The decision to back down, in the face of student demonstrations which have often turned violent over the past month, was sure to be interpreted as a sign of weakness or at least an example of poor communication by opponents of the Gaullist Prime Minister who marked his first anniversary in office yesterday.
Perhaps worst of all, it appeared to do nothing to discourage a demonstration planned for Paris today. One students' union hailed Mr Balladur's decision to withdraw the Contrat d'Insertion Professionnelle (CIP) as 'a victory' and organisers of the march said it would go ahead.
In January, although a measure to allow more state funding to private schools was outlawed by the Constitutional Court and withdrawn, an estimated 600,000 protesters still assembled to march through Paris three days later.
The government, in a five-year labour law presented at the end of last year, had proposed cutting the minimum wage, the Smic, by 20 per cent for young workers to encourage employers to take on more youngsters. France has a staggering 23 per cent unemployment rate among the under-26-year-olds.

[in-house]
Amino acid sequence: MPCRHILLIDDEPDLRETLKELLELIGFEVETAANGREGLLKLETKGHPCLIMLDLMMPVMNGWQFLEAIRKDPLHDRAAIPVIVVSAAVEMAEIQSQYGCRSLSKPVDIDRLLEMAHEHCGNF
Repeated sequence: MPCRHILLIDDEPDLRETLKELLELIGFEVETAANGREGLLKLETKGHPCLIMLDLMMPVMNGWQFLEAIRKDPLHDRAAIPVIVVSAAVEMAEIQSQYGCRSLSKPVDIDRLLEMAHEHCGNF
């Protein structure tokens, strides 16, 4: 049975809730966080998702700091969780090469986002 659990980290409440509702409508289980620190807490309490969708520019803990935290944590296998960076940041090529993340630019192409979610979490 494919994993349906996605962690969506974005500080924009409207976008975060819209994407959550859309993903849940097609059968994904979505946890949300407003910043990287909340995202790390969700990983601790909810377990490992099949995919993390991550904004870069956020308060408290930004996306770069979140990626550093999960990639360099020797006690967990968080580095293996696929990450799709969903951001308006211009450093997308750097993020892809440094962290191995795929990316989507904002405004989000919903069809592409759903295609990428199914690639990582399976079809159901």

The measure, however, was poorly presented and misunderstood among the young who, encouraged by the main trade unions, saw it as a way of devaluing their worth on the marketplace, not as a means of giving them a chance to find their all-important first job.
Mr Balladur is reported to be furious with Michel Giraud, the Gaullist Labour Minister, for not co-ordinating the campaign for the measure well enough.
The government announcement yesterday said that employers would still get incentives to employ youth, including a 1,000-franc ( pounds 120) subsidy a month for every young worker given a first job and employed for at least 18 months.
The principle of backing down in the face of pressure has become something of a trademark for the Balladur government. Apart from the schools issue in January, the government also withdrew a plan to re-structure Air France, including redundancies, after ground staff invaded Paris runways and paralysed air traffic.
Then the government was conciliatory towards fishermen who had indulged in extraordinary violence, smashing up the fish hall at the Rungis markets south of Paris and fighting police in a pitched battle in the Breton city of Rennes.Reuse content